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Should I File Bankruptcy at the Risk of My Family?

Written by Steve Rhode

“Dear Steve,

2005 I earned a few hundred thousand I could invest. Being young I took a risk, I provided a bridge loan of $135,000, Prepared by and attorney. In the same year I loaned the money the loan defaulted. So I wrote off the loan through the advise of an attorney and accountant. I was audited by the IRS which followed by the CA franchise tax board. IRS stated it was an investment and not eligible to be written off. We disagreed and scheduled a tax court date to dispute. My attorney went to arbitration and called me with two options. Agree to pay $65k or go to court and fight it. My attorney’s had a word of caution, the judge basically told him he did not want to see us in court. My attorney gave me the pros and cons of each decision and out of fear of loosing I took the reduced penalty. Since then through attorney costs, the loss of my business I started in I accumulated debt.

Here is the lay out of my situation:

Owe Fed and State a combined total of $85k
-State on a 3 year payment plan
-Fed on a $250 mo plan (this will take over 2 decades to pay off)
Roughly $50k in Credit card debt
-Debt comprised of Attorney fees, property tax payments on my home and living expenses (Fuel, Groceries Utilities). If my credit card statements were audited since 2005 all charges were made out of living necessity.

Current Credit is great, I make all my payments on time.
I have a mortgage, interest only @ 3% maturing in Nov 2013 adjustment will be Libor + 2%
I make enough money to pay my minimums and exist.
I am in my 40s Married with kids
I do not have a college fund for the kids
I am unable to save anything for retirement
Occupation – I am an independent sales rep (1099)

My challenge
I have the ability to pay, but at the sacrifice of my family’s future
I feel very vulnerable about our financial future

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The only way to get out of this debt especially the tax debt is bankruptcy
I paid $3,500 to file an offer and compromise but the IRS denied it because their calculations show I have the ability to pay
I visited a bankruptcy attorney and he says I pass the 4 tests to discharge the tax debt

I left the bankruptcy attorney with an uneasy feeling. All my life I have always honored my commitments. Recently I spoke to a friend who I respect, just filed bankruptcy and got me thinking again. I am now once again leaning to bankruptcy. My debt or my family. My debt was a result of a bad business decision not irresponsible spending.

Should I file bankruptcy at the risk of my family?”

Road to Recovery Sign

I recently wrote Do Not Avoid Bankruptcy which seems to apply in your case. From all accounts a bankruptcy would allow you to close the chapter on these past issues and move forward in a safer way.

It would have offered you a way to deal with the tax situation without paying for the worthless offer in compromise help. I’ve come to learn those are based on pure formula which you can actually gather for free on the IRS website.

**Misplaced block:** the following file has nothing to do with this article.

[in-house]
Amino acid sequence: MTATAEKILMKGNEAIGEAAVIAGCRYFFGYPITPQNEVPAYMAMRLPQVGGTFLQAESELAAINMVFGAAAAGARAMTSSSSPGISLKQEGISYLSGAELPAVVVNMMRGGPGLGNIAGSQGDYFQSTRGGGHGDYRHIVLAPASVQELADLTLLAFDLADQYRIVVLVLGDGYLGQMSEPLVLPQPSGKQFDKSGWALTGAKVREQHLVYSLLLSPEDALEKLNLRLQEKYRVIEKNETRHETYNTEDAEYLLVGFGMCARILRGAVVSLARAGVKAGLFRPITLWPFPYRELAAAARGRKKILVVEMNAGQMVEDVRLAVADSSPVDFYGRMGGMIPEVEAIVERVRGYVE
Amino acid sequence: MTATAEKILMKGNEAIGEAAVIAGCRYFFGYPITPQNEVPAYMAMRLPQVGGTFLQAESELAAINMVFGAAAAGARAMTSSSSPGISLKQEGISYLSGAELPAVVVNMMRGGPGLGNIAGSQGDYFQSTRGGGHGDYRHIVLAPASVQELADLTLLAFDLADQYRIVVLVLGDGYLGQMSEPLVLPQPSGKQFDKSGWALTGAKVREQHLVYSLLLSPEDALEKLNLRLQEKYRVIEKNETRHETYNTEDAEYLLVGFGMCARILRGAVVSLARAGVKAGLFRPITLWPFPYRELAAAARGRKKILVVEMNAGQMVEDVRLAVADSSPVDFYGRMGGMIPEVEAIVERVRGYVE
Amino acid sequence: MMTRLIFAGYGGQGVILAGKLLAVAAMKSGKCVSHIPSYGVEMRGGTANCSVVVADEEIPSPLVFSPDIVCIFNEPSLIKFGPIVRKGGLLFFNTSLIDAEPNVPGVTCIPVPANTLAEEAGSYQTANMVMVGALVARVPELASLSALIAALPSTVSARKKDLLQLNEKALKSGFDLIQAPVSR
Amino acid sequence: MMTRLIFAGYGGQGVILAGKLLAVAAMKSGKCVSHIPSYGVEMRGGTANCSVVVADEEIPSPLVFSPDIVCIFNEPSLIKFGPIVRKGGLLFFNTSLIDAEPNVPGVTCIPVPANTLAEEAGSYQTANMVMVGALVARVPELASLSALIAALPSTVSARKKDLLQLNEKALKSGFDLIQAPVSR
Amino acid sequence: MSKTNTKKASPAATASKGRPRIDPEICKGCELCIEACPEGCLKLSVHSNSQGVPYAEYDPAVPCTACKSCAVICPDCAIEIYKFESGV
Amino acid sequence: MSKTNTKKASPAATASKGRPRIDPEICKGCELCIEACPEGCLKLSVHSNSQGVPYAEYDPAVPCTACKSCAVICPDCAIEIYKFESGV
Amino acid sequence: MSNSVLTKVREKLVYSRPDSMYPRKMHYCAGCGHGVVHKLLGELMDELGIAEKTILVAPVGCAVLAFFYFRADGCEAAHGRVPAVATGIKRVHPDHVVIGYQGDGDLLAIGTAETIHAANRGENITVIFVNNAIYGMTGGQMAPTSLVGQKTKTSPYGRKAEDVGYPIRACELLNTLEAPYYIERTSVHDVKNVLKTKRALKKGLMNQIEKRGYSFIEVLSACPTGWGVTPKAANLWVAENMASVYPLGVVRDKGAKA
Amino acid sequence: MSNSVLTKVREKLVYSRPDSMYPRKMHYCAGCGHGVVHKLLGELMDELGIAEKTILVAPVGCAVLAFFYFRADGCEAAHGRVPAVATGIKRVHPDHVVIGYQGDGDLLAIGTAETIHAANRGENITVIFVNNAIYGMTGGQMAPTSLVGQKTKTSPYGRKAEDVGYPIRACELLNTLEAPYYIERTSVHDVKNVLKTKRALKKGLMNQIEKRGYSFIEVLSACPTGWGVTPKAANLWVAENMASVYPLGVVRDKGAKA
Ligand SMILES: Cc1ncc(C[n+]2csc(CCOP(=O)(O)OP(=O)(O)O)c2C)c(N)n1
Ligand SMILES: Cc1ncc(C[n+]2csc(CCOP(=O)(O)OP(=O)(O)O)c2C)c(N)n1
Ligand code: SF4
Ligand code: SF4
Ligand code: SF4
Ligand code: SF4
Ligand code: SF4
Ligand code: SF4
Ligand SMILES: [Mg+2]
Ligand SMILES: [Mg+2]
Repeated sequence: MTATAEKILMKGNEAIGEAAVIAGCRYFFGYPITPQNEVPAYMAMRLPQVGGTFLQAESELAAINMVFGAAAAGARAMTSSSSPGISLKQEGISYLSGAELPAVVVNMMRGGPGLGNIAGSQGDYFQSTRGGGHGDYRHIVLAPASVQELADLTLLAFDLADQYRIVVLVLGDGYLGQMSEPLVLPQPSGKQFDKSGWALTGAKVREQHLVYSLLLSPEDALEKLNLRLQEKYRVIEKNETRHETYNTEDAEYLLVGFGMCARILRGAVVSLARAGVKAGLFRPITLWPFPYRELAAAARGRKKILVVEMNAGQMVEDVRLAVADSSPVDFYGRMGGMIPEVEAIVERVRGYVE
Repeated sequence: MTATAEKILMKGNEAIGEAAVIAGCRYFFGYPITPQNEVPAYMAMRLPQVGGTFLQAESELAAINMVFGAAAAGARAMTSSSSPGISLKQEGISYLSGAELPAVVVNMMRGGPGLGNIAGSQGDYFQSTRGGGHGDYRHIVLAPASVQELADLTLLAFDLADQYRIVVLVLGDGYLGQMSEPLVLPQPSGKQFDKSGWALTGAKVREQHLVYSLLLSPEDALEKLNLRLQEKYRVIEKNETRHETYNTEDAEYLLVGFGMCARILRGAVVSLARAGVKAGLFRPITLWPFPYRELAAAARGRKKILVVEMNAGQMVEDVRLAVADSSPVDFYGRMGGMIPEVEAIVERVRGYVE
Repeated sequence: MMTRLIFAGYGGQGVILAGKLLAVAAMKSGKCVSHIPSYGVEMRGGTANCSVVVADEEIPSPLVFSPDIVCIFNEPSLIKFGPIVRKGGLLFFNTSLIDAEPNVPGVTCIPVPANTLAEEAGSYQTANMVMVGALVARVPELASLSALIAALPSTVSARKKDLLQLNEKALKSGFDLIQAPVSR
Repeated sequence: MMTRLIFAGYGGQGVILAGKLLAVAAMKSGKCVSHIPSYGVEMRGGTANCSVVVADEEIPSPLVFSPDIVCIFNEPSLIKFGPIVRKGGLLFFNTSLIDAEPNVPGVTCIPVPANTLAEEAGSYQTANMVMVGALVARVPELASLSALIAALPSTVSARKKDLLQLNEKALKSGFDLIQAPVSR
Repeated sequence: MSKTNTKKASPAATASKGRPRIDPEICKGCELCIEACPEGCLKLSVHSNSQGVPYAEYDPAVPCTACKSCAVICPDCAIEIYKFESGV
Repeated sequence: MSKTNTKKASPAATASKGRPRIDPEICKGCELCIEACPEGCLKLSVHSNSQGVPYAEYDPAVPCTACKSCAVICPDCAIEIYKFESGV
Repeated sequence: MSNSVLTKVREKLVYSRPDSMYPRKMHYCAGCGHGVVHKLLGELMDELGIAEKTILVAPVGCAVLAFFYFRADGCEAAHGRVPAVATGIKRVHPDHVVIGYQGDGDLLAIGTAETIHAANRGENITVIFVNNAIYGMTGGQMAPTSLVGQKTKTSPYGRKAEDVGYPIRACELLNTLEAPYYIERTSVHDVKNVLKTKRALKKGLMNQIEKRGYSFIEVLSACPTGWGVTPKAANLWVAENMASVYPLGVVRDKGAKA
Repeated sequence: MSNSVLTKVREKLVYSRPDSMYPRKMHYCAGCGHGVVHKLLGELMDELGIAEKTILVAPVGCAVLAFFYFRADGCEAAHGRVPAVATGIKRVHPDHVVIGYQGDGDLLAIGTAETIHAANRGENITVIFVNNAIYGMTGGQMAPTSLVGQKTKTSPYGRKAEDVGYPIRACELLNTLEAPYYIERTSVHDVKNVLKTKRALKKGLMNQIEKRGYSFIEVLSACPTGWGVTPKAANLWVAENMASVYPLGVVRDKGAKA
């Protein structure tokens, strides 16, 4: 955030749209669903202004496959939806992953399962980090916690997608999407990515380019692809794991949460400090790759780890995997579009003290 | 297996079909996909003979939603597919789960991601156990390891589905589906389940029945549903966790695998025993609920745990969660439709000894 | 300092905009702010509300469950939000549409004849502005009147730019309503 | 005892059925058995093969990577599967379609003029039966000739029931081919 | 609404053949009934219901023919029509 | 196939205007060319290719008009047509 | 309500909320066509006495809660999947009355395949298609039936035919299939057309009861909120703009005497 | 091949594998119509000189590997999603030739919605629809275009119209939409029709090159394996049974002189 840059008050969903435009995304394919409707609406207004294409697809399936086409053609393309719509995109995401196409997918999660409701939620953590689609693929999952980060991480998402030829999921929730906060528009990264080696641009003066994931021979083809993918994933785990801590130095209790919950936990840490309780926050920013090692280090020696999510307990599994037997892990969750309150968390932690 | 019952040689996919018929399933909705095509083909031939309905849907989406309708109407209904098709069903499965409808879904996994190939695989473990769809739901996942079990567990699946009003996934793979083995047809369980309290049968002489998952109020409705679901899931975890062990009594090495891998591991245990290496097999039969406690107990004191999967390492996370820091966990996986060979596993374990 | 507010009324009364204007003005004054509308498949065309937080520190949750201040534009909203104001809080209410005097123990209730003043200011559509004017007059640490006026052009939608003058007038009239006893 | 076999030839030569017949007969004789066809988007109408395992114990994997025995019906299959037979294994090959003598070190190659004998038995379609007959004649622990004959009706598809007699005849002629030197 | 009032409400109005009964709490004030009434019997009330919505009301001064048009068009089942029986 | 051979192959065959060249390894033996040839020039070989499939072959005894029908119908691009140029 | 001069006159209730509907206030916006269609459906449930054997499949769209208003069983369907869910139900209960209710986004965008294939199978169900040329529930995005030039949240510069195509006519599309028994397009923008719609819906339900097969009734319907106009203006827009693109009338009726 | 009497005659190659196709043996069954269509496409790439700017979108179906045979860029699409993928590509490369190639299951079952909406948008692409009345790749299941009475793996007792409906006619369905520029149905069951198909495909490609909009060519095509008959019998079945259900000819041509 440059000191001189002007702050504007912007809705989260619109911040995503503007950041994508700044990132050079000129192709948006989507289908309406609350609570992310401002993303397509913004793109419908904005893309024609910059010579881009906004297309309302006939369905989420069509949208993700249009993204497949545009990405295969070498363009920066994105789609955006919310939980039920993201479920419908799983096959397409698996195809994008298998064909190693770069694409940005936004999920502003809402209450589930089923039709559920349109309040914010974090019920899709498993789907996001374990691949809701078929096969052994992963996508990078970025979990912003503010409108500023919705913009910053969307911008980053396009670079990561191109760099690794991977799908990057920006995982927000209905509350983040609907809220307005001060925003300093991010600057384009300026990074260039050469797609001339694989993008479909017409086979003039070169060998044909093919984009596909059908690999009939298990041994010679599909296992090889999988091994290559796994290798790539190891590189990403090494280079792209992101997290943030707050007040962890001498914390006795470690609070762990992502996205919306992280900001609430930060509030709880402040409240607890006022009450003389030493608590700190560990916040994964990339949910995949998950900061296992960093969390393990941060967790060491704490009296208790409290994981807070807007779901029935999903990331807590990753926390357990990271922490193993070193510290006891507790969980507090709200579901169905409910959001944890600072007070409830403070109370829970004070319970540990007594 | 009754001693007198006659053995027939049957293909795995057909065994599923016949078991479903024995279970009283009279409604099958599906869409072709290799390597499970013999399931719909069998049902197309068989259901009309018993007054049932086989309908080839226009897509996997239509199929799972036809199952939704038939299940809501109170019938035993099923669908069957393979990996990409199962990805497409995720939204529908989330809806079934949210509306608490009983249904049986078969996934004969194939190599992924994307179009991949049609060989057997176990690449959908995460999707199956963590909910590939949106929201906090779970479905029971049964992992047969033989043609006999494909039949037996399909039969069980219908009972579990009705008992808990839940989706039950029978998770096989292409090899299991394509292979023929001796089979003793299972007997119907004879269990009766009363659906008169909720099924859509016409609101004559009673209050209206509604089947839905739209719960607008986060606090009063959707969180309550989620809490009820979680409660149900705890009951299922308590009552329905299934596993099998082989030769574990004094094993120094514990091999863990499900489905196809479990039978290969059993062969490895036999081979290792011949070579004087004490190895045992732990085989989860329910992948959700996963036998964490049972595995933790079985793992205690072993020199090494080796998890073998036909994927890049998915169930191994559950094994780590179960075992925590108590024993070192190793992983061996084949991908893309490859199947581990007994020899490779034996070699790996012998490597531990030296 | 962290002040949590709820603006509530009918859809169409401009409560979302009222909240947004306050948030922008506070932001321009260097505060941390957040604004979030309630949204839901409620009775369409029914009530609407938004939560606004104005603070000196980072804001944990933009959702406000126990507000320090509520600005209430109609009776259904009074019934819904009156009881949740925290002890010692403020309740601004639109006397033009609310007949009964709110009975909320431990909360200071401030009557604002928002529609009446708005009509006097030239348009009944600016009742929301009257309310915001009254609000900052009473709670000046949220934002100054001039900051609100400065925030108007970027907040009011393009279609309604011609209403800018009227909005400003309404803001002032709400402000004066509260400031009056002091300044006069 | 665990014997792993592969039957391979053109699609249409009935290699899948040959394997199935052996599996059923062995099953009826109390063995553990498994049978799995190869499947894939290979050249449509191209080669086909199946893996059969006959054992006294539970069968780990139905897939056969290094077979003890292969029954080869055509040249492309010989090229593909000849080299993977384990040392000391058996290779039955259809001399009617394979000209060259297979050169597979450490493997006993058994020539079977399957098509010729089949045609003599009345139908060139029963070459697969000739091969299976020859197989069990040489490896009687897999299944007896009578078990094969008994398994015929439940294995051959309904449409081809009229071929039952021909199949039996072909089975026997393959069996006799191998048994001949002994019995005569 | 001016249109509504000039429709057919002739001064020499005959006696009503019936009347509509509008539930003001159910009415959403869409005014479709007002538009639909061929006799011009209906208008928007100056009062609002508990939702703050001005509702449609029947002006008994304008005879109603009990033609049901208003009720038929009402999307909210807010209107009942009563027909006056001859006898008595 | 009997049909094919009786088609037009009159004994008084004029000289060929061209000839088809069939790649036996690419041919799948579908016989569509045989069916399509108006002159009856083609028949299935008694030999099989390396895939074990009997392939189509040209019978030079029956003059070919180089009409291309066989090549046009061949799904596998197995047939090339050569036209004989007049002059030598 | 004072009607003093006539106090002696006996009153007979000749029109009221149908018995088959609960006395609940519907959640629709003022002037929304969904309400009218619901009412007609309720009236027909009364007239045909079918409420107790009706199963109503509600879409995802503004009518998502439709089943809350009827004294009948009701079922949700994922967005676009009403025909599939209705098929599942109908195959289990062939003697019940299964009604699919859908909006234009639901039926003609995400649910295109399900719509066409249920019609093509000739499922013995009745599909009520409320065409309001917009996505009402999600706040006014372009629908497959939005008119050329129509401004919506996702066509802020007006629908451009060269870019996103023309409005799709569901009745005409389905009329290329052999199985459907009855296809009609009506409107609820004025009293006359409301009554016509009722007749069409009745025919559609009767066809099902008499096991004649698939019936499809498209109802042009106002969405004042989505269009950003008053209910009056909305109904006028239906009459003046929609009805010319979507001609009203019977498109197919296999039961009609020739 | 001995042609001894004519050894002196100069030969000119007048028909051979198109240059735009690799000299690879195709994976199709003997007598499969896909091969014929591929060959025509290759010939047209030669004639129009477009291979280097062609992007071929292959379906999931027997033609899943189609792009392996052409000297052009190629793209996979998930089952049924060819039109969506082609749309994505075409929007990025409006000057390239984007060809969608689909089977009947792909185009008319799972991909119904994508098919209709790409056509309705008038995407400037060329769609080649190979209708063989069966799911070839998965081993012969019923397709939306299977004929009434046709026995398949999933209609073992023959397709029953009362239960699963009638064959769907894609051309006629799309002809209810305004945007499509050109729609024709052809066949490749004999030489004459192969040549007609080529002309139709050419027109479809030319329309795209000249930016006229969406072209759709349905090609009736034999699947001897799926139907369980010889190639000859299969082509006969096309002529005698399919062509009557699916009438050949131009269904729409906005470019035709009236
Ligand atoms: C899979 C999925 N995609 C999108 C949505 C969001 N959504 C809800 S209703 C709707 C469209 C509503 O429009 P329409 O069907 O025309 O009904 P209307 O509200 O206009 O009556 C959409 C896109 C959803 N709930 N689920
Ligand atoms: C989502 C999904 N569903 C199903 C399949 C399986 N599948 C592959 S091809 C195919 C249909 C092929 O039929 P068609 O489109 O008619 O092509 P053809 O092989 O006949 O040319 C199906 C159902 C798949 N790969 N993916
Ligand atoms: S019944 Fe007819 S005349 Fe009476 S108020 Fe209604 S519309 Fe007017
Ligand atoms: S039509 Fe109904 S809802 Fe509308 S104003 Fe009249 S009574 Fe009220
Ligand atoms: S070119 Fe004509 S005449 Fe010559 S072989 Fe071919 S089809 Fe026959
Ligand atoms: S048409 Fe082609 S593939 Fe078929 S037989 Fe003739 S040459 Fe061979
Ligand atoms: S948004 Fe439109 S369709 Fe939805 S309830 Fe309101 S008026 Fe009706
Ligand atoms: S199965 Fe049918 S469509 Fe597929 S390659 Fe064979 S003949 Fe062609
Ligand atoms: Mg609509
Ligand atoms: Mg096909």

If you were truly worried about strictly honoring your commitments then you never would have made the offer in compromise. I Actually suspect what is holding you up is simply bad assumptions and incorrect beliefs about what bankruptcy actually means.

I can’t see how filing bankruptcy creates any risk for your family. In fact it appears far riskier to not file bankruptcy which would then rob them of their financial future.

Please read through the articles and guides below to get back on track.

Please post your responses and follow-up messages to me on this in the comments section below.


You are not alone. I'm here to help. There is no need to suffer in silence. We can get through this. Tomorrow can be better than today. Don't give up.

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About the author

Steve Rhode

Steve Rhode is the Get Out of Debt Guy and has been helping good people with bad debt problems since 1994. You can learn more about Steve, here.


    • Just to clarify, I am not an accountant or an attorney. These are the qualifiers that are evaluated to consider if one is looking to discharge IRS tax liability. It doesn’t guarantee your tax debt will be discarged. If this is your delema, please consult a recomended bankruptsy attorney. Many bankruptsy attornies will provide a free inital consultation to help you get your arms around your specific situation.

      1. The three-year rule. The due date for filing the tax return (including extensions) must have been at least three years before the date the bankruptcy was filed.

      2. The two-year rule. The actual filing date of a late tax return must have been at least two years before the date the bankruptcy was filed.

      3. The 240 days rule. The tax must have been assessed at least 240 days before the bankruptcy was filed, exclusive of the time during which an offer in compromise with respect to that tax was pending plus 30 days, and exclusive of any time during which a stay of proceedings against collection was in effect because of a bankruptcy case plus 90 days.

      4. No fraud or tax evasion. The taxpayer may not have filed a fraudulent tax return or have committed tax evasion or willfully attempted to evade the tax.Just to clarify, I am not an accountant or an attorney. These are the qualifiers that are evaluated to consider one looking to discharge IRS tax liability.

      Hope this helps Norm.

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